America's Duck Dog: The Labrador Retriever
July 20, 2016
The Labrador retriever is the most well-known of all the sporting group breeds, so much so that it is commonly seen as a family pet rather than a working dog.
But make no mistake: While the house-pet version can be a couch potato, the broad-headed, burly Lab is never happier than when working in the field like his bloodlines dictate. Few other breeds can match the energy levels and bird drive inherent to the Lab, which make him almost unanimously a waterfowler's best friend.
During the last half of the 19th century, England's sporting aristocracy developed the Labrador retriever. Tradition holds they started with large and small Newfoundlands, mixing in several other breeds as they went along.
Which other breeds? Unconfirmed rumors suggest the curly-coat retriever, flat-coat retriever, poodle and pointer. Whatever they used, they got it right, for Labs have become over-achievers in every activity in which they participate: waterfowl and upland hunting, field trials and hunt tests, conformation shows, obedience trials, agility trials, handicapped-assistance work, search and rescue, even drug and explosive detection. Then too, they make wonderful house pets.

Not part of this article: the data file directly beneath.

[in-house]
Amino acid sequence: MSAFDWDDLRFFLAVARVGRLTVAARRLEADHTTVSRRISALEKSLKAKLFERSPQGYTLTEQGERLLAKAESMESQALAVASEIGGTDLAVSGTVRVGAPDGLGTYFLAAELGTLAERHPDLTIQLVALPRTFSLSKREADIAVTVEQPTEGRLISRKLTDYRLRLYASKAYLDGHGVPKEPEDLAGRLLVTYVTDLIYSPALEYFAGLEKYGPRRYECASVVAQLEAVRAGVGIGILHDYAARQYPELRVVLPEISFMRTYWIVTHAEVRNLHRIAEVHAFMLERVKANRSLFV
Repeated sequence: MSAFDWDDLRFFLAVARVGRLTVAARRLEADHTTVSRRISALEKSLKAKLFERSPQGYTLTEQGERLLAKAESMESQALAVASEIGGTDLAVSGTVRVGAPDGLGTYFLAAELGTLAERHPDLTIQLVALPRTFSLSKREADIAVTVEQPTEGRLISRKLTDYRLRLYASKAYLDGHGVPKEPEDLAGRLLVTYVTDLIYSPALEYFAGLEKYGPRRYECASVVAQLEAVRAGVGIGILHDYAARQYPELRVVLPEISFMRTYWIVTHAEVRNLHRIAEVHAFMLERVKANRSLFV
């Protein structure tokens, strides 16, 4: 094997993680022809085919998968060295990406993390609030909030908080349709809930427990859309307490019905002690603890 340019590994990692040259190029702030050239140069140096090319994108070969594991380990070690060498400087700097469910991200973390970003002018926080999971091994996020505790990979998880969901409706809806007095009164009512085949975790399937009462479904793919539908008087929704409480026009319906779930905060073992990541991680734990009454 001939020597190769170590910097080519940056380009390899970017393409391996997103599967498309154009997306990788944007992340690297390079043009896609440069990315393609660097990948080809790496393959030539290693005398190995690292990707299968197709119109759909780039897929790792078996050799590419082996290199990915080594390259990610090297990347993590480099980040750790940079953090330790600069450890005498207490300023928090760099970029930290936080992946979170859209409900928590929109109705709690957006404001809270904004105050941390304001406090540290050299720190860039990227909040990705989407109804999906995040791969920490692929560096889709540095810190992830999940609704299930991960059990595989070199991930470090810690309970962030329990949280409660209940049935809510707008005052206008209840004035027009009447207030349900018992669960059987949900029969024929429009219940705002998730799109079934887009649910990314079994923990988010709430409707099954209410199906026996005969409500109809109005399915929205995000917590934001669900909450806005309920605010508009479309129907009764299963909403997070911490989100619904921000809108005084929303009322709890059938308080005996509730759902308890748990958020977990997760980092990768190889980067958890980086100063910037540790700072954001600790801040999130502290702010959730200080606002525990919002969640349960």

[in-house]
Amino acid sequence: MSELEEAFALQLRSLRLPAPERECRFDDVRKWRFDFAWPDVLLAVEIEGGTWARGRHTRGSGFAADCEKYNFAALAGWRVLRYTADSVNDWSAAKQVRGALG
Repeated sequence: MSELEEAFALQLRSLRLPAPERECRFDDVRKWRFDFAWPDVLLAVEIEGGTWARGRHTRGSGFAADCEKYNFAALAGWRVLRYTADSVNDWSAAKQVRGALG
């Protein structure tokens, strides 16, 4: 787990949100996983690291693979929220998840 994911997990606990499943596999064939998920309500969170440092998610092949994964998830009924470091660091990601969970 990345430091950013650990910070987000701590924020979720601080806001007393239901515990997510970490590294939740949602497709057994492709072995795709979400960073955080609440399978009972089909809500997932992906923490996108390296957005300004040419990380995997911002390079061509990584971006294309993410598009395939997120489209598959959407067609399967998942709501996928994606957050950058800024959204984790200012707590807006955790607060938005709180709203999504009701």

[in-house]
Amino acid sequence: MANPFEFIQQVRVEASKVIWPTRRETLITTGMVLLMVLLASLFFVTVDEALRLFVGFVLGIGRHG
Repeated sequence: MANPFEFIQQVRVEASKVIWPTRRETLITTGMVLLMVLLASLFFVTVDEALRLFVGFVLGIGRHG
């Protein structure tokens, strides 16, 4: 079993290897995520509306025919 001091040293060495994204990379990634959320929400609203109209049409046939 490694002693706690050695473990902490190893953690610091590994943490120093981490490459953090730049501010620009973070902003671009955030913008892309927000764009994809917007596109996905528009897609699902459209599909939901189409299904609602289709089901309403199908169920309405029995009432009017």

After World War I, the Lab began to trump all other canines in British driven hunts and field trials. About then, Scottish gamekeeper Dave Elliot invented the blind retrieve, for which no dog has any natural instincts. The Lab's greater trainability gave him a significant edge over the then-dominant flat-coat.
During the 1920s, several wealthy Americans made frequent trips to England to enjoy British hunting and field trials. Not surprisingly, they began bringing Labs back home. In 1931, these prominent Americans formed the Labrador Retriever Club Inc. and held the first American Kennel Club-licensed retriever field trial. During the Great Depression, AKC trials spread across the country, mostly because of the wealth of the few participants.
After World War II, our rapidly improving economy enabled the American middle class to have both the leisure time and disposable income for serious hobbies. Since so many of them were WWII veterans familiar with firearms, hunting became extremely prevalent — especially with the urban population, who now had the time, money and transportation. The Lab gained great popularity among these new hunters.
However, field trials were expensive. Thus, most of our population lacked an off-season dog game until 1984, when non-competitive (and more affordable) hunt tests became the fastest-growing dog activity in American history. Labs excelled at these hunt tests just as they mastered field trials. They train for blind retrieves better than the two other marking breeds — Chesapeake Bay retrievers and curly-coats — and can mark better than the only more trainable breed, the golden retriever.